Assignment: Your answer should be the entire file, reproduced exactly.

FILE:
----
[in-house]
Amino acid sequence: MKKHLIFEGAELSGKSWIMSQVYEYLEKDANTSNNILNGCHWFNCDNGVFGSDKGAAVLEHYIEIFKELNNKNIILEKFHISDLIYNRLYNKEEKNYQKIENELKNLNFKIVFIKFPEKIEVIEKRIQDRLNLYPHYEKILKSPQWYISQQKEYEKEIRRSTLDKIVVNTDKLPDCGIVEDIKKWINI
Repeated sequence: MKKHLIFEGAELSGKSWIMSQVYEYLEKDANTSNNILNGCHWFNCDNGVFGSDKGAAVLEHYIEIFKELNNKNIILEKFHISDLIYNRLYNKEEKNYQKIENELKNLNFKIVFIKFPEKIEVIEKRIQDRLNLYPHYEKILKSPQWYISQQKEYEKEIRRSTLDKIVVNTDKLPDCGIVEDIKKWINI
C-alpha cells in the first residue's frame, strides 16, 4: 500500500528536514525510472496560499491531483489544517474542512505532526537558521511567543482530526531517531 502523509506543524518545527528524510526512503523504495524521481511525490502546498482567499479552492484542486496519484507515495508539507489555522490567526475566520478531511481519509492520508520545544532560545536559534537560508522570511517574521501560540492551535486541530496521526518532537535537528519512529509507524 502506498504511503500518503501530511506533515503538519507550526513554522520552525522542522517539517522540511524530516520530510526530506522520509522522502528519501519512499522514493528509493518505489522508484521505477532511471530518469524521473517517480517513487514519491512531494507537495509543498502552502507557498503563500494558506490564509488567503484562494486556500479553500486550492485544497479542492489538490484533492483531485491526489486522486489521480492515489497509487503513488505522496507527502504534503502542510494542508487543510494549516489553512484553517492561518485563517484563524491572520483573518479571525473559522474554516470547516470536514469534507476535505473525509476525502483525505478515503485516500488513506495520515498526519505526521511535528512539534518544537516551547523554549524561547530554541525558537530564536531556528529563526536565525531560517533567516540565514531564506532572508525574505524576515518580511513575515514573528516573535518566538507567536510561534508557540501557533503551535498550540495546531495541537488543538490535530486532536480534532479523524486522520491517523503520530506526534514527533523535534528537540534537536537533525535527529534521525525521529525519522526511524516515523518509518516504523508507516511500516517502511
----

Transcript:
[in-house]
Amino acid sequence: MKKHLIFEGAELSGKSWIMSQVYEYLEKDANTSNNILNGCHWFNCDNGVFGSDKGAAVLEHYIEIFKELNNKNIILEKFHISDLIYNRLYNKEEKNYQKIENELKNLNFKIVFIKFPEKIEVIEKRIQDRLNLYPHYEKILKSPQWYISQQKEYEKEIRRSTLDKIVVNTDKLPDCGIVEDIKKWINI
Repeated sequence: MKKHLIFEGAELSGKSWIMSQVYEYLEKDANTSNNILNGCHWFNCDNGVFGSDKGAAVLEHYIEIFKELNNKNIILEKFHISDLIYNRLYNKEEKNYQKIENELKNLNFKIVFIKFPEKIEVIEKRIQDRLNLYPHYEKILKSPQWYISQQKEYEKEIRRSTLDKIVVNTDKLPDCGIVEDIKKWINI
C-alpha cells in the first residue's frame, strides 16, 4: 500500500528536514525510472496560499491531483489544517474542512505532526537558521511567543482530526531517531 502523509506543524518545527528524510526512503523504495524521481511525490502546498482567499479552492484542486496519484507515495508539507489555522490567526475566520478531511481519509492520508520545544532560545536559534537560508522570511517574521501560540492551535486541530496521526518532537535537528519512529509507524 502506498504511503500518503501530511506533515503538519507550526513554522520552525522542522517539517522540511524530516520530510526530506522520509522522502528519501519512499522514493528509493518505489522508484521505477532511471530518469524521473517517480517513487514519491512531494507537495509543498502552502507557498503563500494558506490564509488567503484562494486556500479553500486550492485544497479542492489538490484533492483531485491526489486522486489521480492515489497509487503513488505522496507527502504534503502542510494542508487543510494549516489553512484553517492561518485563517484563524491572520483573518479571525473559522474554516470547516470536514469534507476535505473525509476525502483525505478515503485516500488513506495520515498526519505526521511535528512539534518544537516551547523554549524561547530554541525558537530564536531556528529563526536565525531560517533567516540565514531564506532572508525574505524576515518580511513575515514573528516573535518566538507567536510561534508557540501557533503551535498550540495546531495541537488543538490535530486532536480534532479523524486522520491517523503520530506526534514527533523535534528537540534537536537533525535527529534521525525521529525519522526511524516515523518509518516504523508507516511500516517502511